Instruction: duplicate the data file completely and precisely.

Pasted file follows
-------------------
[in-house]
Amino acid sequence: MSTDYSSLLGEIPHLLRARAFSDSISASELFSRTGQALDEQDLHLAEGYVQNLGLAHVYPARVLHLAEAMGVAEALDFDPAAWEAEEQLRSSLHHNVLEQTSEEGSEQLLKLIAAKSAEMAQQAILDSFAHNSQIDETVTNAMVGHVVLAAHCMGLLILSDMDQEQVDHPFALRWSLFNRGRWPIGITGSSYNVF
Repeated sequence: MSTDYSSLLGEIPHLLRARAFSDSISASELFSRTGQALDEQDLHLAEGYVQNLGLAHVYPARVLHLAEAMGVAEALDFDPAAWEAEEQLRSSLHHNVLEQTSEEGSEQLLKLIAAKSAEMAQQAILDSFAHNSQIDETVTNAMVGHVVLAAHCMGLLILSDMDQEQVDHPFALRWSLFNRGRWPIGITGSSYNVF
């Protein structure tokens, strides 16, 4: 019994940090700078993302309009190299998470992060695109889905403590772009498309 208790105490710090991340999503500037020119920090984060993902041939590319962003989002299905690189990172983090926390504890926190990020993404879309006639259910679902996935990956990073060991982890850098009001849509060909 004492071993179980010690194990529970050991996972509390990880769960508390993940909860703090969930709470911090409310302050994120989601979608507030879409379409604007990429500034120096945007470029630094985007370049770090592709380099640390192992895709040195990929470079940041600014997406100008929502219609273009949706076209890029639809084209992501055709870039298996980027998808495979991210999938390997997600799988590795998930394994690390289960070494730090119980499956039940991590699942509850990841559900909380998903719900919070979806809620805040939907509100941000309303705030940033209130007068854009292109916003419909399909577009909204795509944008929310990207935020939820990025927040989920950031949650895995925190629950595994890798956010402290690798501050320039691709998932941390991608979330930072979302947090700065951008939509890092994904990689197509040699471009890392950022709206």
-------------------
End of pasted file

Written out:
[in-house]
Amino acid sequence: MSTDYSSLLGEIPHLLRARAFSDSISASELFSRTGQALDEQDLHLAEGYVQNLGLAHVYPARVLHLAEAMGVAEALDFDPAAWEAEEQLRSSLHHNVLEQTSEEGSEQLLKLIAAKSAEMAQQAILDSFAHNSQIDETVTNAMVGHVVLAAHCMGLLILSDMDQEQVDHPFALRWSLFNRGRWPIGITGSSYNVF
Repeated sequence: MSTDYSSLLGEIPHLLRARAFSDSISASELFSRTGQALDEQDLHLAEGYVQNLGLAHVYPARVLHLAEAMGVAEALDFDPAAWEAEEQLRSSLHHNVLEQTSEEGSEQLLKLIAAKSAEMAQQAILDSFAHNSQIDETVTNAMVGHVVLAAHCMGLLILSDMDQEQVDHPFALRWSLFNRGRWPIGITGSSYNVF
């Protein structure tokens, strides 16, 4: 019994940090700078993302309009190299998470992060695109889905403590772009498309 208790105490710090991340999503500037020119920090984060993902041939590319962003989002299905690189990172983090926390504890926190990020993404879309006639259910679902996935990956990073060991982890850098009001849509060909 004492071993179980010690194990529970050991996972509390990880769960508390993940909860703090969930709470911090409310302050994120989601979608507030879409379409604007990429500034120096945007470029630094985007370049770090592709380099640390192992895709040195990929470079940041600014997406100008929502219609273009949706076209890029639809084209992501055709870039298996980027998808495979991210999938390997997600799988590795998930394994690390289960070494730090119980499956039940991590699942509850990841559900909380998903719900919070979806809620805040939907509100941000309303705030940033209130007068854009292109916003419909399909577009909204795509944008929310990207935020939820990025927040989920950031949650895995925190629950595994890798956010402290690798501050320039691709998932941390991608979330930072979302947090700065951008939509890092994904990689197509040699471009890392950022709206």